The Bank of Canada indicated that it’s in no rush to pursue aggressive interest rate hikes, citing “important unknowns” such as the future of Nafta as it raised borrowing costs for the third time since July.
At a rate decision earlier this week, central bank officials led by Governor Stephen Poloz sought to quell expectations Canada’s economic boom could prompt them to move quickly with additional hikes, downplaying any worries about the economy overheating and inflation rising above target.
For months, Poloz has been trying to gradually bring interest rates back to more normal levels amid strong growth and a surge in employment, without triggering an unwanted slowdown. He raised borrowing costs twice – in July and September – before adopting a more cautious tone and a pause in the last three months of the year.
“We didn’t walk into this as if it was a no-brainer,” Poloz told Bloomberg in Ottawa. “Given those uncertainties, of course the possibility of not moving at this time was in the air.”
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But a recent run of strong economic data was too hard to ignore and this week’s quarter-point increase brought the benchmark overnight rate to 1.25%, the highest since the 2009 recession.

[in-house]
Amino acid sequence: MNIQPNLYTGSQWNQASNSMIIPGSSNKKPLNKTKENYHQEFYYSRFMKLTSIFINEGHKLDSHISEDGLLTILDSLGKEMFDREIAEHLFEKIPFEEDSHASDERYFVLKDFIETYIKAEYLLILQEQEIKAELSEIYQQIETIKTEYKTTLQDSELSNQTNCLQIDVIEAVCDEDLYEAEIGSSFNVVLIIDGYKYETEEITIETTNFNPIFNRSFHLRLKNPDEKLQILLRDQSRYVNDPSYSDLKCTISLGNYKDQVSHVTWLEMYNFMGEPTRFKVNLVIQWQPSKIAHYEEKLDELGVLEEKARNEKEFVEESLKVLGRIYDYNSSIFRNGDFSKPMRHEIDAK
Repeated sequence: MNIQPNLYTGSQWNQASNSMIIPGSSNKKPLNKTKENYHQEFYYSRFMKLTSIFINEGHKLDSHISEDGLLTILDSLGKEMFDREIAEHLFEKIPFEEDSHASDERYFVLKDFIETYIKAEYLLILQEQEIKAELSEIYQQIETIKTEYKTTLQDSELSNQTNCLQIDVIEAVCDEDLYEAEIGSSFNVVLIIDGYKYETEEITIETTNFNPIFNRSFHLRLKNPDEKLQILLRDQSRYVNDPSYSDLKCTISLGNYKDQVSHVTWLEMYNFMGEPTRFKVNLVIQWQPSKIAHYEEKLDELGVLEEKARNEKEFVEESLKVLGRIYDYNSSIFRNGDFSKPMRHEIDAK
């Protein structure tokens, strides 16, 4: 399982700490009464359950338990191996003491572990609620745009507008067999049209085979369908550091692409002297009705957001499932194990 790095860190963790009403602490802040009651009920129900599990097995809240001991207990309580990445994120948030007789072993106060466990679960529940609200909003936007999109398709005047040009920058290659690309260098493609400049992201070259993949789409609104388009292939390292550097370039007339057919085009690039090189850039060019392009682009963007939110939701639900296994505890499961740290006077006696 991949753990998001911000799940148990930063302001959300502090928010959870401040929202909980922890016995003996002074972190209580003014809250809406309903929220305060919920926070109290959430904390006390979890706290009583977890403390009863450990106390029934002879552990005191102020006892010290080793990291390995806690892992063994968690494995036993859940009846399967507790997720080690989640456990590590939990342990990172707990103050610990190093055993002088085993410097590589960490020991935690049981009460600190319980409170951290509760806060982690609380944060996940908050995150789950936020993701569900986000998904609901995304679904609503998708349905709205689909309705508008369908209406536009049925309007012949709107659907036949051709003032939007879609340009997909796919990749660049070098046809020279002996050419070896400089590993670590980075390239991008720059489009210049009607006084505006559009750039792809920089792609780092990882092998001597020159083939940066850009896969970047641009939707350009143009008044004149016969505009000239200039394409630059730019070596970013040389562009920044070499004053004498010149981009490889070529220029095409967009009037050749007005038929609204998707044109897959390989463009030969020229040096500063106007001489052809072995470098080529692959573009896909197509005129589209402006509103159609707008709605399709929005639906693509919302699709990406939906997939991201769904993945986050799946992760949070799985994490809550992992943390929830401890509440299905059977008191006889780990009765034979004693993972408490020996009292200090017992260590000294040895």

“We are data dependent and there is no question the data on balance since October have been stronger than our base case,” Poloz said.
The improved outlook was evident throughout the rate statement and monetary policy report. The central bank painted a picture of an economy with inflation already close to target, output largely at capacity, a robust housing sector, and a faster-than-expected reduction in labour market slack.
Yet even with better economic data in 2017, there seems to be little concern the economy is poised to overheat. In the rate statement, central bank officials repeated their dovish language about moving ahead cautiously and warned they expect the economy will require continued stimulus.
“While the economic outlook is expected to warrant higher interest rates over time, some continued monetary policy accommodation will likely be needed to keep the economy operating close to potential and inflation on target,” the bank noted.
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